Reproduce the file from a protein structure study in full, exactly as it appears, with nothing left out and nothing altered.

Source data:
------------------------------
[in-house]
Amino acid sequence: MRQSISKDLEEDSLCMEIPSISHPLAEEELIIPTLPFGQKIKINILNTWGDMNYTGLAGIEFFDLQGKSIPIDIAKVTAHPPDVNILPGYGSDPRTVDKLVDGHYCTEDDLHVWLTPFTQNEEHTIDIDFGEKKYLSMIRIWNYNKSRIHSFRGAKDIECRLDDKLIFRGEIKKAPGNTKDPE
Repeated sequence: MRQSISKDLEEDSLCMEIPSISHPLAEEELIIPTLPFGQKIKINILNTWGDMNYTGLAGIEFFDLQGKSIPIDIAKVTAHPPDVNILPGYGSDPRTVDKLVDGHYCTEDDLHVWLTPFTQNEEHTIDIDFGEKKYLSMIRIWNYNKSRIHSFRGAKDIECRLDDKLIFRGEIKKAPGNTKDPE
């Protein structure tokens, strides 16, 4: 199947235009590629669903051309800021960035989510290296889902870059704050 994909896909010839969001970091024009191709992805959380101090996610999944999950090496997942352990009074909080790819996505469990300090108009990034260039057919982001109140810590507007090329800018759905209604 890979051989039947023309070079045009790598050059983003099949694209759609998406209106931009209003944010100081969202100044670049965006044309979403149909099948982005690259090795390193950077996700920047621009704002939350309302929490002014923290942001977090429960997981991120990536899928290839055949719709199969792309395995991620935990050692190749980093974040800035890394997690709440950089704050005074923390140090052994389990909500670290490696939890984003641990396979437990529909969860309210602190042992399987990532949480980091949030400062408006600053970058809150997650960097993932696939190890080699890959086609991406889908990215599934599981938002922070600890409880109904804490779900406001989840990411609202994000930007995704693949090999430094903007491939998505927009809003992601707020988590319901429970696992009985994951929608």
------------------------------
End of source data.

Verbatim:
[in-house]
Amino acid sequence: MRQSISKDLEEDSLCMEIPSISHPLAEEELIIPTLPFGQKIKINILNTWGDMNYTGLAGIEFFDLQGKSIPIDIAKVTAHPPDVNILPGYGSDPRTVDKLVDGHYCTEDDLHVWLTPFTQNEEHTIDIDFGEKKYLSMIRIWNYNKSRIHSFRGAKDIECRLDDKLIFRGEIKKAPGNTKDPE
Repeated sequence: MRQSISKDLEEDSLCMEIPSISHPLAEEELIIPTLPFGQKIKINILNTWGDMNYTGLAGIEFFDLQGKSIPIDIAKVTAHPPDVNILPGYGSDPRTVDKLVDGHYCTEDDLHVWLTPFTQNEEHTIDIDFGEKKYLSMIRIWNYNKSRIHSFRGAKDIECRLDDKLIFRGEIKKAPGNTKDPE
């Protein structure tokens, strides 16, 4: 199947235009590629669903051309800021960035989510290296889902870059704050 994909896909010839969001970091024009191709992805959380101090996610999944999950090496997942352990009074909080790819996505469990300090108009990034260039057919982001109140810590507007090329800018759905209604 890979051989039947023309070079045009790598050059983003099949694209759609998406209106931009209003944010100081969202100044670049965006044309979403149909099948982005690259090795390193950077996700920047621009704002939350309302929490002014923290942001977090429960997981991120990536899928290839055949719709199969792309395995991620935990050692190749980093974040800035890394997690709440950089704050005074923390140090052994389990909500670290490696939890984003641990396979437990529909969860309210602190042992399987990532949480980091949030400062408006600053970058809150997650960097993932696939190890080699890959086609991406889908990215599934599981938002922070600890409880109904804490779900406001989840990411609202994000930007995704693949090999430094903007491939998505927009809003992601707020988590319901429970696992009985994951929608």